For those of you who haven’t seen this spectacular vision from the eccentric director, Lars Von Trier, it is certainly one film that die-hard horror fans cannot miss.
Von Trier opens with a heart-wrenching, gut-spilling and excessively phallocentric scene, where a baby boy finds his feet to climb a second-story window. The words ‘phallocentric’ and ‘baby’ paired in the same sentence is, of course, far from normal, but normality is not this films forte.
Filmed entirely in black and white, with classical music filtering our ears, the little boy steps off the window-ledge while his mummy and daddy have mind-blowing sex … or passionately make love for those with sensitive eyes.
The pleasure of the lovers (Willem Dafoe and Charlotte Gainsbourg) is beautifully juxtapositioned with the heart-breaking moments of their little boy falling in slow-motion. Losing his grasp on the teddy, he hits the ground in the moments of Gainsbourg’s sexual climax. The music fades and we are left with a feeling of intense terror and meloncholy.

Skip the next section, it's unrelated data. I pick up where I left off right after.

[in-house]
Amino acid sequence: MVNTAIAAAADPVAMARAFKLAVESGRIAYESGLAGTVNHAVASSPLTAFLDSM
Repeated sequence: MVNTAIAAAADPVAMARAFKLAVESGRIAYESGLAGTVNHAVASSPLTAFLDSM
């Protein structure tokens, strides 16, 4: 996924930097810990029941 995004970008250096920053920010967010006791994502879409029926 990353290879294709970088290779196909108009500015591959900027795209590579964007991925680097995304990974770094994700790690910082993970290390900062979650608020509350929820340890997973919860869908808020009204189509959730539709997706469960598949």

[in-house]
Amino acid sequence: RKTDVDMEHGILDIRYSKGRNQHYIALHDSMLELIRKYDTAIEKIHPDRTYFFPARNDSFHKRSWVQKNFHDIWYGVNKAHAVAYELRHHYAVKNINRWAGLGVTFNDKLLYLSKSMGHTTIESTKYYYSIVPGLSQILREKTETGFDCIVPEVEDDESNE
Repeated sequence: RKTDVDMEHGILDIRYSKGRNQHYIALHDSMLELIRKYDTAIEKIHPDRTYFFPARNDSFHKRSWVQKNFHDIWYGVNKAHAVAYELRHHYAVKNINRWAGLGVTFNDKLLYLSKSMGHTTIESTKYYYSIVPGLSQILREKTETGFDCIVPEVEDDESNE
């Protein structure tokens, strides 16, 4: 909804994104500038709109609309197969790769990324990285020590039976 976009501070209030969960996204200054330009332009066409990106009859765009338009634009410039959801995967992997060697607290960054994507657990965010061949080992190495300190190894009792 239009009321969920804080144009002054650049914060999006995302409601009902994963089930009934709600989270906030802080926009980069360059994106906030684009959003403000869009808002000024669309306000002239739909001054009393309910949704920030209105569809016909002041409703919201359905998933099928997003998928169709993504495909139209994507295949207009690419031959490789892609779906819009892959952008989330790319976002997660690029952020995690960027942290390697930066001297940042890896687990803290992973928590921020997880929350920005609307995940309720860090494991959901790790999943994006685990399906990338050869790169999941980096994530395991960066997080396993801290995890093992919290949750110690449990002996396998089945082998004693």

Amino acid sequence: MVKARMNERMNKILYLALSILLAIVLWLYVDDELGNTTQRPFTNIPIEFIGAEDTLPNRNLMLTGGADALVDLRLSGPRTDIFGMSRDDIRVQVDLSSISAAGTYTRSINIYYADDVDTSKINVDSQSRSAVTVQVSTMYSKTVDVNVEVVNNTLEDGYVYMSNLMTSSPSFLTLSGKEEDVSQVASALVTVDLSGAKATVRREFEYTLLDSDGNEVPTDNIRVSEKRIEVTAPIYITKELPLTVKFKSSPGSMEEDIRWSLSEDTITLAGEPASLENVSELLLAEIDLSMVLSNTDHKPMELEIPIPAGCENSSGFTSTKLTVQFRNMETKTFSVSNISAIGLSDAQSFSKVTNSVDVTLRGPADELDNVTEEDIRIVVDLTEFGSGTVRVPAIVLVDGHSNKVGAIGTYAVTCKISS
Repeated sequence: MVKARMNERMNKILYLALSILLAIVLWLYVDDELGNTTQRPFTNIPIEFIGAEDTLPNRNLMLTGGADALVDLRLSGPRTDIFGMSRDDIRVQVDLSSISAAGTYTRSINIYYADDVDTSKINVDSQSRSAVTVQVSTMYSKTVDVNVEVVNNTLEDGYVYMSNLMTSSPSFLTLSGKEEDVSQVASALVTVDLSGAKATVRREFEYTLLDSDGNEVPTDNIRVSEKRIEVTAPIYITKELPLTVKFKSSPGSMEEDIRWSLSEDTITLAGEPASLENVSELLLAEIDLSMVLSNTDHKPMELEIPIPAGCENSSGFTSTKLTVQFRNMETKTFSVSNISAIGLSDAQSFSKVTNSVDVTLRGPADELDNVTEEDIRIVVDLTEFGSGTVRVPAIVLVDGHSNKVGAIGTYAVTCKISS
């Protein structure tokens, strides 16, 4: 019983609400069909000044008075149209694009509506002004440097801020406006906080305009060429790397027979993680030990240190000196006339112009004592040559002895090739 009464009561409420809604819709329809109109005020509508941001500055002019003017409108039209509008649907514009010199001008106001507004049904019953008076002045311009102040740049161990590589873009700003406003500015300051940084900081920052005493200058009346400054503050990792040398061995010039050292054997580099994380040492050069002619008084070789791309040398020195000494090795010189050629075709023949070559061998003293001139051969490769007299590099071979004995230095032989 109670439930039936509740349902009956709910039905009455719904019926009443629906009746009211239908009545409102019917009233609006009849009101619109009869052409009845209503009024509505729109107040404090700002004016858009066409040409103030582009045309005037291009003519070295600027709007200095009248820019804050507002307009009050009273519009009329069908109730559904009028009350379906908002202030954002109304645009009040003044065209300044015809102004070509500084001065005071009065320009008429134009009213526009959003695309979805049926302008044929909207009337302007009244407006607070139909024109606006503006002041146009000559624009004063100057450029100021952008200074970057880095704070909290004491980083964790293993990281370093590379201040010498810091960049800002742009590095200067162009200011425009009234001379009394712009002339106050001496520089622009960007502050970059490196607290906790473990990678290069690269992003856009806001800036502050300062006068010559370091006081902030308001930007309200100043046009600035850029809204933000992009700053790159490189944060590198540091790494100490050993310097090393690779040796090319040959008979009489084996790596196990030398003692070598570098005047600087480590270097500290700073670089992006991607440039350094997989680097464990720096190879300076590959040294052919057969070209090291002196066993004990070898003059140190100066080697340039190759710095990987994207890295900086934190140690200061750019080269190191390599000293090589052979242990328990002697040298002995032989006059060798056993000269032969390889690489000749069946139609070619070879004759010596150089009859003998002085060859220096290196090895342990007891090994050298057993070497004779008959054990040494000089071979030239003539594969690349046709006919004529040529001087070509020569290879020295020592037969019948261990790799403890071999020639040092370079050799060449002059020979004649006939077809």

In the months after their son’s death, Gainsbourg enters a coma of grief and with the help of her husband, a therapist by profession, they begin to seek a cure for their despair.
Unfortunately for the couple, Gainsbourg has become possessed by the idea of masochism, sadomasochism and an unhealthy sexual appetite. The terrible guilt of her son’s death weighs down upon her shoulders, and she begins to have vivid dreams involving her son and a garden she calls ‘Eden’.
Horror films are notorious for their slow-building tension and suspense, and Anti Christ does not fall short of these expectations. However, if you are the type of fan that likes a ‘quickie’ (gruesome but satisfying chain of deaths) then this is not going to be your cup of tea. The film focusses on the relationship between the couple and their abiding guilt for the death of their child.
It is on the couple’s arrival at ‘Eden’ that things start to get interesting. Allegorical symbols, sex, nakedness and a whole lot of blood spills forth onto the screen whilst Gainsbourg’s character continues her psychopathic rage. There is an interesting and more accurately disgusting moment within the last scenes of the film. I would like to divulge this scenario to you, but I’m afraid it would spoil the entirety of the film and its ending. For those of you who have seen the film, doesn’t it make you wonder how Willem Dafoe survived his wife’s reign of terror?
In a nutshell, this film is one that takes a strong stomach, but the beauty of the mise-en-scene and the heart-breaking opening sequence saves this film from becoming another ‘screamo-horror-shocker’.